After you sign in, you can immediately create a link report based on the types of links you’re aiming to acquire. Link types could be any of the following:
- Guest posting
- Links pages
- Research: content
- News – audience input
- Expert interviews
- News – resource links
- Content promoters
- Professional organizations
- News – accessible reporter
The cost per report is accounted as credit. On a pay as you go, it costs $5/credit. For consultants, it’s a monthly subscription of $47/month – giving you 20 monthly credits.
For example, I’m working with a property damage restoration client that recently just created a definitive guide to flood planning and preparation.
The type of link we primarily target for that link building campaign is “links pages.” Knowing that, I can easily create a link report on Citation Labs Link Prospector platform.
Select report type citation labs
I also customized the report by using its advanced option. I targeted the UK as the Select Region as the client prefers to get links from .co.uk websites (if it’s possible to acquire links from them) and chose depth at 700.
Advanced options citation labs
Take note that choosing a higher depth (e.g., 800 or 1000) increases the number of credits used as it creates a report of all possible link opportunities coming from the lowest page of search results (page 20 down).
Report cost citation labs
The sample report gives us 21139 domains, with 31167 paths or URLs (some URLs may be hosted within the same domain).
Unqualified link report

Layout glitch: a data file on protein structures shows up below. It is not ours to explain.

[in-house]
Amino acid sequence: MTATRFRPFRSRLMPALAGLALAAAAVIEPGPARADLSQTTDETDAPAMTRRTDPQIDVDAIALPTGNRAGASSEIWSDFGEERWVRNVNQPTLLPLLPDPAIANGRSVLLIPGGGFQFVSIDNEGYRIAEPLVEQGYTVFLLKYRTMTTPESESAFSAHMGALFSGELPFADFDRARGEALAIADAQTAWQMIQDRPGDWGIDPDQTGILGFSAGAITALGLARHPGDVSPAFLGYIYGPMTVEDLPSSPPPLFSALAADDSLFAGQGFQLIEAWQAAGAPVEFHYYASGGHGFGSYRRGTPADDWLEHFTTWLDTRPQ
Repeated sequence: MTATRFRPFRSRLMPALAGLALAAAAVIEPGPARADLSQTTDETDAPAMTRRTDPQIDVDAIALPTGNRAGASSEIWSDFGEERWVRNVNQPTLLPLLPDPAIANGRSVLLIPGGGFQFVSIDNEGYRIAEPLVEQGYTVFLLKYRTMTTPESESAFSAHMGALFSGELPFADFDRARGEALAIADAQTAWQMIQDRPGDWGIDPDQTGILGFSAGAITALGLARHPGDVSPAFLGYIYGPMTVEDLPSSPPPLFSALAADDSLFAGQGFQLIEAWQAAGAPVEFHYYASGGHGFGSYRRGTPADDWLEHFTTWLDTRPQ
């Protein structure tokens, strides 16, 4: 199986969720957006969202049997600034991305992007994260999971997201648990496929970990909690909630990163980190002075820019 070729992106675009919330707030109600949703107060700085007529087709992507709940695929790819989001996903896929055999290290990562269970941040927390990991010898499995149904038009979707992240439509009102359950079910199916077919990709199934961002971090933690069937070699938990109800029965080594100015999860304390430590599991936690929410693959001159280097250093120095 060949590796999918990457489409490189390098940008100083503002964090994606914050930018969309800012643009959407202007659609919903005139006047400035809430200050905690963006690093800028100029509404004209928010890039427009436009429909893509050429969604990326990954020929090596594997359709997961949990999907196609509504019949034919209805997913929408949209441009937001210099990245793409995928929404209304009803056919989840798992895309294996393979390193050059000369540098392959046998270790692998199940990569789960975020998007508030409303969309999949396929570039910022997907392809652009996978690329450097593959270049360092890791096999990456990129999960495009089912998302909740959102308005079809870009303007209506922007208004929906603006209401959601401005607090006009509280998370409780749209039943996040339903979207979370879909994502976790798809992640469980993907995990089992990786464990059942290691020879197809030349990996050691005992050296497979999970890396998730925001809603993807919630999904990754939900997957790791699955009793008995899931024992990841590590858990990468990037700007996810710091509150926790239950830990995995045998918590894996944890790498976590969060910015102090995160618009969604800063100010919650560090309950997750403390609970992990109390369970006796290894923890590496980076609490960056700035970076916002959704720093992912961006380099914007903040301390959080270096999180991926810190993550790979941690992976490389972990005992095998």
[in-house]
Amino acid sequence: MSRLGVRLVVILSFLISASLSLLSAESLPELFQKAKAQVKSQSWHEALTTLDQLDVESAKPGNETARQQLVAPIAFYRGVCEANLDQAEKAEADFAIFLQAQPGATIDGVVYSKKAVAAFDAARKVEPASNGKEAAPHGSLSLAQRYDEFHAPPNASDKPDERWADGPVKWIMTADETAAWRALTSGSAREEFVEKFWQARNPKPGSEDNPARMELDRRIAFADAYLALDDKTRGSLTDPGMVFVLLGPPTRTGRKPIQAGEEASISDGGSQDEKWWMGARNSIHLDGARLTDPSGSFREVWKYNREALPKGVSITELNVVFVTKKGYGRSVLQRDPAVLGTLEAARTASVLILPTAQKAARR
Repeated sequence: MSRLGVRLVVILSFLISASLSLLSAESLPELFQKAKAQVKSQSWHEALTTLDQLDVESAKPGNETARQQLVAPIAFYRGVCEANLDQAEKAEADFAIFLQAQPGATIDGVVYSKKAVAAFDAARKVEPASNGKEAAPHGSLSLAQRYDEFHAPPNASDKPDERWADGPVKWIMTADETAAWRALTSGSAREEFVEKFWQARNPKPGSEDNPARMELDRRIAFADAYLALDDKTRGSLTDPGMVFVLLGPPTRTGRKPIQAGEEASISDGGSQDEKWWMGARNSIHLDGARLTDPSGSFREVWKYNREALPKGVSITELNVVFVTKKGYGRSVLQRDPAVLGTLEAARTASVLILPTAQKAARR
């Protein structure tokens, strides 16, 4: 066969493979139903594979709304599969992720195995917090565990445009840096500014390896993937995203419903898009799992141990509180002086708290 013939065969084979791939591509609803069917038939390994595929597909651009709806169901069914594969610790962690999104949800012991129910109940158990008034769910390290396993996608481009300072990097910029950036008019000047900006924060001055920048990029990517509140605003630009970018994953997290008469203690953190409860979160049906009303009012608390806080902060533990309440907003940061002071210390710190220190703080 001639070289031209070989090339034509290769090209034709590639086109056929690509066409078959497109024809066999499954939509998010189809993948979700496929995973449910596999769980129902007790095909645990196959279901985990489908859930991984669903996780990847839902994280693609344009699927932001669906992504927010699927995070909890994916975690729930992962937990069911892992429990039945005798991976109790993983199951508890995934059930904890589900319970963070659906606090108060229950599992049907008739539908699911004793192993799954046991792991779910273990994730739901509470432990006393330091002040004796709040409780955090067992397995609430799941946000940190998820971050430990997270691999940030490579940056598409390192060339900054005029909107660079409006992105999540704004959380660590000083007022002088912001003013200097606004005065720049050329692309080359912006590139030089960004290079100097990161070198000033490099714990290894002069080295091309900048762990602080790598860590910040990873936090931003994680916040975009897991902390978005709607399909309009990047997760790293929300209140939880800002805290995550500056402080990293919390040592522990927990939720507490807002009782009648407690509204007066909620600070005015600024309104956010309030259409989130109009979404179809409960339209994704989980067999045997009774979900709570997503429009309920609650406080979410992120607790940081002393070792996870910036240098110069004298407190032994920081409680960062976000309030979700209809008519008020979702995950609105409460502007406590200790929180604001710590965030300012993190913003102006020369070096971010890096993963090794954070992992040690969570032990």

We then put more effort into qualifying these opportunities to get only the most relevant and authoritative websites in the list.
As an example, for the first 1000 unqualified prospects, we were able to get 63 highly relevant link targets with Domain Authority of 20 and above. These 63 link prospects resulted in 3 backlinks.
Another link building tool that I’m obsessed with is Ahrefs.
Ahrefs has tons of features that will enable you to semi-automate certain processes that require manual execution.
I’ll be focusing on the three most important features of Ahrefs that most advanced link builders are consistently maximizing to their fullest.
If you have just initiated a link building campaign, it’s best to know where your competitors are acquiring links from.
Ahrefs allows you to reverse engineer your competitors’ backlink profiles, checking what types of links they’re acquiring on a regular basis and assessing link strategies that they may have used to get those links.
Reverse engineering link types
Just by seeing their backlink reports, you’ll quickly notice if they’ve got .edu links coming from scholarship pages (which can easily be identified if it’s a scholarship link).
By getting hints of their link strategy, you can eventually create a similar link acquisition campaign or strategize a better version of it (e.g., creating a better content piece to acquire a higher number of resource links).